2° 31' 56S Long 133° 26' 20E Babo Airfield is located near Babo on the southern
shore of Maccluer Gulf in an isolated low lying
Built by the Dutch prewar, it was the final stop for
KLM airlines route in Dutch New Guinea.
usage by Allies
During November 1941, a Royal Australian Air Force (RAAF) engineering party with the assistance of
the Dutch personnel upgraded the airfield for military use. Known to the Australians as "Auxiliary Base at Babo". During January 1942, three Hudsons from RAAF 13 Squadron were sent
there to act as 'fighters', this temporary duty was regarded
to be against enemy flying boats while the Dutch KNIL garrison
of approximately 200 rushed to improve area defenses and build a clearing for use as a second runway.
units at Babo
(RAAF) 13 Squadron (Hudson x 3) January 1942 - January 25, 1942 Darwin
On December 30, 1941 bombed by Japanese H6K Emily flying boats, leaving three dead and 14 wounded, including a number of children. On January 25, 1942 RAAF 13 Squadron evacuated Babo departing aboard their Hudsons to Darwin with the airfield abandoned by the end of the month.
December 30, 1941
occupation and use
A Japanese Army 2nd Detachment landed at Babo on April
2, 1942 and occupied the town and airfield. Most of the Dutch soldiers escaped
to Australia. The airfield
was developed into a major base used by both Japanese Army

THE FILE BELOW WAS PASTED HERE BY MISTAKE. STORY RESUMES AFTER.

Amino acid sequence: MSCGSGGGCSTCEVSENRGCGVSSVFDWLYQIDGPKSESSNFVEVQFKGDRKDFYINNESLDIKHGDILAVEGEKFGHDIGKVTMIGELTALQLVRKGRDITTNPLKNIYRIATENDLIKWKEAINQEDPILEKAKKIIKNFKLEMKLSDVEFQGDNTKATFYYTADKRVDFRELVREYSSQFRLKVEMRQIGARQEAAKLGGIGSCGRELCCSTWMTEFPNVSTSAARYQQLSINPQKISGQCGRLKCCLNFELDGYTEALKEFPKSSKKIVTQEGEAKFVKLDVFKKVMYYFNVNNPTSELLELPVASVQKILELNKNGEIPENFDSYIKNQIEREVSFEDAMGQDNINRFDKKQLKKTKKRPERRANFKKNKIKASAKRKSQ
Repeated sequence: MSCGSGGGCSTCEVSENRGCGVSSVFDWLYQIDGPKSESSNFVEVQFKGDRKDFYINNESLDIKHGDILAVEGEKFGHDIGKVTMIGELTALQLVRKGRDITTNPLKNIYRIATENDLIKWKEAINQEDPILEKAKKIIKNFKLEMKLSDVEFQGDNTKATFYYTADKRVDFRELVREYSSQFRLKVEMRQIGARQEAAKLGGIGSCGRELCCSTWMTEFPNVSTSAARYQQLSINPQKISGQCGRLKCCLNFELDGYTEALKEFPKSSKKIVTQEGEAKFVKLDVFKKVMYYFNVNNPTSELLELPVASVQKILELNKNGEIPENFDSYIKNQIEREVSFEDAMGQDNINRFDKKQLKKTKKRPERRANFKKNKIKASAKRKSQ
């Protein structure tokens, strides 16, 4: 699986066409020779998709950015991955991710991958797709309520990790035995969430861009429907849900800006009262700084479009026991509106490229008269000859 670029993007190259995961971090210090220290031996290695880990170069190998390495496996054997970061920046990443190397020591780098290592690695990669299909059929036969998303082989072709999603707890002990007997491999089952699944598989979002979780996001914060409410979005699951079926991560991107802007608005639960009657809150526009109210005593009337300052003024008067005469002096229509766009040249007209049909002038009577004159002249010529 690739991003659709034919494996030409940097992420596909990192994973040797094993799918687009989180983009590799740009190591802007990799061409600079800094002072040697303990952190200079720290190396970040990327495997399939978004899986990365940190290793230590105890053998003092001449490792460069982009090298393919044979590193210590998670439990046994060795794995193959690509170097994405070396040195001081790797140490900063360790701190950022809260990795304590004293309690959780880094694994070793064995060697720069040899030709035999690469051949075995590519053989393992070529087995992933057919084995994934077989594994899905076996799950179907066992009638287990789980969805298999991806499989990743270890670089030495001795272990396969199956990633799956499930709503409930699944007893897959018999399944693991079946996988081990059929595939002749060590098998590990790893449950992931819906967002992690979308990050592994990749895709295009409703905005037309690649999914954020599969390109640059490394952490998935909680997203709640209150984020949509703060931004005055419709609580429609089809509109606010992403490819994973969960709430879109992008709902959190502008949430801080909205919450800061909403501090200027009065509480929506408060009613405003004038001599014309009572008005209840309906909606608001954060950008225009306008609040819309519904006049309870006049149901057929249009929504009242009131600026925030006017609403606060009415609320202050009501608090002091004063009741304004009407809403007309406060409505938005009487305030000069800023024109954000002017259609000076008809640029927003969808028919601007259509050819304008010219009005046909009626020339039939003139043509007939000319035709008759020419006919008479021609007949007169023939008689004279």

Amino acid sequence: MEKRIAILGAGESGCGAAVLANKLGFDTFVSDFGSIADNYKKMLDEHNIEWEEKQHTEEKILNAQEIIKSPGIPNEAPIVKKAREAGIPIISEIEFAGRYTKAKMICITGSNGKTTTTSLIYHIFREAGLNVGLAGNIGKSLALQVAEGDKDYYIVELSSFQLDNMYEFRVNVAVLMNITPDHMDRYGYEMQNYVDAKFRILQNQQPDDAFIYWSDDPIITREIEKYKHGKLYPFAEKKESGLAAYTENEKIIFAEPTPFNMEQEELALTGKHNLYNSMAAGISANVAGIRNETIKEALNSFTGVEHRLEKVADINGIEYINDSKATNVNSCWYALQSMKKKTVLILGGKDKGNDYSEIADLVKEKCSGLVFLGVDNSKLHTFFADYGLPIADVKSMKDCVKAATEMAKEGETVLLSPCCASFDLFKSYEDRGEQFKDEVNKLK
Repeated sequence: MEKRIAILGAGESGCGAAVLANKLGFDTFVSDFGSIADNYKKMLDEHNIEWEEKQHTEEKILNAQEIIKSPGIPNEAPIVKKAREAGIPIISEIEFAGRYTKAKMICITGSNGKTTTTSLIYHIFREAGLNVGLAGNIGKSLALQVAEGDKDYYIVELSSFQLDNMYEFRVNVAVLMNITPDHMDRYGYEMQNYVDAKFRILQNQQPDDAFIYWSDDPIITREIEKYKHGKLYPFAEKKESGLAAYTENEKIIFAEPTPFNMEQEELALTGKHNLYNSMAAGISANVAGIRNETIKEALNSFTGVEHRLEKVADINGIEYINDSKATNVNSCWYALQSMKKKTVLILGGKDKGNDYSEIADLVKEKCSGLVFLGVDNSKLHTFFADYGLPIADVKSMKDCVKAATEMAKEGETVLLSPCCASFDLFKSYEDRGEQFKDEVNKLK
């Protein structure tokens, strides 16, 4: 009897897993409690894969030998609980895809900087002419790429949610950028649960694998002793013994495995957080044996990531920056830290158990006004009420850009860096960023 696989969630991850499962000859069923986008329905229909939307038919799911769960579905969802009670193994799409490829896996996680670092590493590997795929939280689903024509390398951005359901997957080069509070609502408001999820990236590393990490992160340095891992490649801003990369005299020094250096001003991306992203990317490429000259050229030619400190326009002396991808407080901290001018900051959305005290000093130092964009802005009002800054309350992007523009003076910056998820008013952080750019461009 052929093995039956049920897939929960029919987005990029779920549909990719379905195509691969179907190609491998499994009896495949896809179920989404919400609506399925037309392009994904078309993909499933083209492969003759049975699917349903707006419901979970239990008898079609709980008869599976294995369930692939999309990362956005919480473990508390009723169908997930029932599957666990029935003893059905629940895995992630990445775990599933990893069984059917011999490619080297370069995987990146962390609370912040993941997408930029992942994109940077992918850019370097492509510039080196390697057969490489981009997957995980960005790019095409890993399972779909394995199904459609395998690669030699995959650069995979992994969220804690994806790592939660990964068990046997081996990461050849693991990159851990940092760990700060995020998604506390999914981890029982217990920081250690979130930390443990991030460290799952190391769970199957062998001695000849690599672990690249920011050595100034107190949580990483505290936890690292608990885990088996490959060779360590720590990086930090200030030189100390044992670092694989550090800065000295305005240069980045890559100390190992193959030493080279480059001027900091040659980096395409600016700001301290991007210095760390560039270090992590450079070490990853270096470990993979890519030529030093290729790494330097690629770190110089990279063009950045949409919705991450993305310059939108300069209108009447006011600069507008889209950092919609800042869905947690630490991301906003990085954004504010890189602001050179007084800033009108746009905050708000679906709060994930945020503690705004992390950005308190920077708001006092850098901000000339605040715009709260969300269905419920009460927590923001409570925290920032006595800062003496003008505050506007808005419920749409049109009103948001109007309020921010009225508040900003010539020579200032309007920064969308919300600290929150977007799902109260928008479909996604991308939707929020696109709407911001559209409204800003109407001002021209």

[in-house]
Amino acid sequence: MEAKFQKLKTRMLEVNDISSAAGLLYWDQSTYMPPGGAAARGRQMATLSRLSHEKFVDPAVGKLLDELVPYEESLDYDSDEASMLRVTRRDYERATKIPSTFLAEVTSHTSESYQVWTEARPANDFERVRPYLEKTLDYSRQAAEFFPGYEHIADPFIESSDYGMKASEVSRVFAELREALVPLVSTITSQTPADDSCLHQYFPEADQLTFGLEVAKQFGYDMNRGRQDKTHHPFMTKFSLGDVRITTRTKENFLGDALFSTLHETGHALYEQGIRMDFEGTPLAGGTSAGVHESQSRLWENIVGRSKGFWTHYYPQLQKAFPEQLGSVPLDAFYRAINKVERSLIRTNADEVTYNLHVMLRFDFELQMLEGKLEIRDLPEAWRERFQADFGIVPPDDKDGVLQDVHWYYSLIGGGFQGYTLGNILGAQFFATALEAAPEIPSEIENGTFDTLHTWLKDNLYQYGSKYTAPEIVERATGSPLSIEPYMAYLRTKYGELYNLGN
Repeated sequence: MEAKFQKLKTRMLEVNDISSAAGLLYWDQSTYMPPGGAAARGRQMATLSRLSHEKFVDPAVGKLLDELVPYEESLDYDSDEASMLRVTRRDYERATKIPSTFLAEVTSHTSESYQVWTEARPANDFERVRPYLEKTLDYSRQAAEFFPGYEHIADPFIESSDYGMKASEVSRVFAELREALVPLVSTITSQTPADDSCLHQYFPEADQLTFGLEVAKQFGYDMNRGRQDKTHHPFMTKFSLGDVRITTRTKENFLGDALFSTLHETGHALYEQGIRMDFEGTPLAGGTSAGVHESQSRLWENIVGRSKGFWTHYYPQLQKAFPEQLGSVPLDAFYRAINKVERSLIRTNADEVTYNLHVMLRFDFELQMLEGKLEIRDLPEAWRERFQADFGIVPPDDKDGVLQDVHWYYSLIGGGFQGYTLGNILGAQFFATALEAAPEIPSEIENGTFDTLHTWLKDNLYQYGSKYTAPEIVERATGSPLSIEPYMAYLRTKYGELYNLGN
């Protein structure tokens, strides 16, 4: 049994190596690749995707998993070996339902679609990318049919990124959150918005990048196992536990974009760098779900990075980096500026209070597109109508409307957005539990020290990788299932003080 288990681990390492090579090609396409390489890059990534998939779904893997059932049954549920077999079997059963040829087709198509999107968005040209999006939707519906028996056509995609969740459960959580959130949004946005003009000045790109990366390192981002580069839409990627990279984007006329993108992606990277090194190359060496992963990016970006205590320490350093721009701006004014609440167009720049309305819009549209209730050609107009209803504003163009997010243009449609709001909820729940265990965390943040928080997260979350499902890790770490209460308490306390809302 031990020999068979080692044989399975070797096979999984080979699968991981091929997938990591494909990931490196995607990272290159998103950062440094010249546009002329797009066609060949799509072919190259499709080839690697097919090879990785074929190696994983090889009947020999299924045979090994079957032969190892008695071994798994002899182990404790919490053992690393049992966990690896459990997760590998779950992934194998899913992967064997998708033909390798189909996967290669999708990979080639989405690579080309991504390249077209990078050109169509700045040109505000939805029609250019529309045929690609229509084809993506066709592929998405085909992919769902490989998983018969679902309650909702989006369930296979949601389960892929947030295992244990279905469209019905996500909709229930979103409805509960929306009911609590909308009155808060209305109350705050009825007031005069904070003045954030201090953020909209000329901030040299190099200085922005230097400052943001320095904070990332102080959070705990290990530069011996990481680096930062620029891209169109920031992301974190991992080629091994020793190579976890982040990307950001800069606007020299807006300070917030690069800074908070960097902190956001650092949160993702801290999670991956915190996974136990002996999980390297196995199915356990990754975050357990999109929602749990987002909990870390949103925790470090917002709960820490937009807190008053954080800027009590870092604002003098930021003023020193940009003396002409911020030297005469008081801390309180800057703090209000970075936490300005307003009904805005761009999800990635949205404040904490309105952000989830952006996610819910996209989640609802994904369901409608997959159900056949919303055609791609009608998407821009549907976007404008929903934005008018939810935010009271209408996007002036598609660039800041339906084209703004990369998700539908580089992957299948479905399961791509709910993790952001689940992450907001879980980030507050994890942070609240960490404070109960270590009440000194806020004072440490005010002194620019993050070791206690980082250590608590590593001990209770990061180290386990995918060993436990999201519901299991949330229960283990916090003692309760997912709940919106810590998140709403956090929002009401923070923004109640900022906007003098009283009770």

aircraft from the 7th Air Division and land based Navy units as a staging point to southern
airfields on Aru and Kai to the south or New
Guinea to the east.
During the Japanese occupation, the airfield was repaired and expanded. The Japanese built a second 'hardtop' runway. The two runways measured 4,530' and 2,660'. Naval
troops constructed 15 bomber and 24 fighter revetments with more
Imperial Japanese Navy (IJN) based at Babo
202 Kokutai (formally 3rd Kokutai - A6M Zero) early 1943 - March 1944 Truk, returns June 44
311th Hikotai of the 153 Kokutai - (A6M3 Zero / A6M5 Zero)
732 Kokutai (G4M1 Betty)
753 Kokutai (G4M1 Betty)
Japanese Army Air Force (JAAF), 7th Air Division based at Babo
59th Sentai (Ki-43) May 1943
61st Sentai (Ki-49 Helen)
24th Sentai, 1st Chutai (Ki-43-II Oscar) Sumatra May 1943 to Dagua
34th Sentai (Ki-48) 1943
59th Sentai (Ki-43-II Oscar detachment) Malang March 1943 - April 1943 But
Chutai (Ki-46 Dinah)
Chutai (Ki-51 Sonia)
45th Sentai (Ki-45 Nick) 16 arrive February 19, 1944 to Wakde
75th Sentai (Ki-48 Lily)
25th Special Base Unit (G4M Betty and Topsy Transports)
February 7, 1943 - November 5, 1944
Frontline airfield and neutralization
During the middle of 1943, the airfield became a regular target for Allied aircraft. By
mid-1944, the base was in range of medium bombers and
strafers from the 5th Air Force, and came under heavy attack. After the American landing at Biak on May 27, 1944, aircraft from Babo opposed the American landings
but suffered heavy losses. The
24th Sentai lost 20 pilots and 40 planes while
based at Babo in only 30 days before being withdrawn. The 202nd Kokutai was temporarily
withdrawn from Babo for defense of Truk, then returned
to Babo in June 1944. They lost 12 planes defending Biak,
and were then disbanded.
Tons of American and Australian bombs hit the
airfield. Many of its aircraft were destroyed by parafrag
bombs. Japanese ground crews even sawed off the engines
from wrecked planes, in a desperate attempt to ward off further
attacks, and used hulks to fill in bomb craters. The base was neutralized
from the air around October 1944. Isolated
from resupply or rescue, the remaining Japanese remained at the base until the end of the war.
The airfield remained relatively undisturbed after the war, with limited flights flying to this remote location. Until the late 1970's many aircraft survived in remarkably intact condition.
Randy Ogg visited in 1976: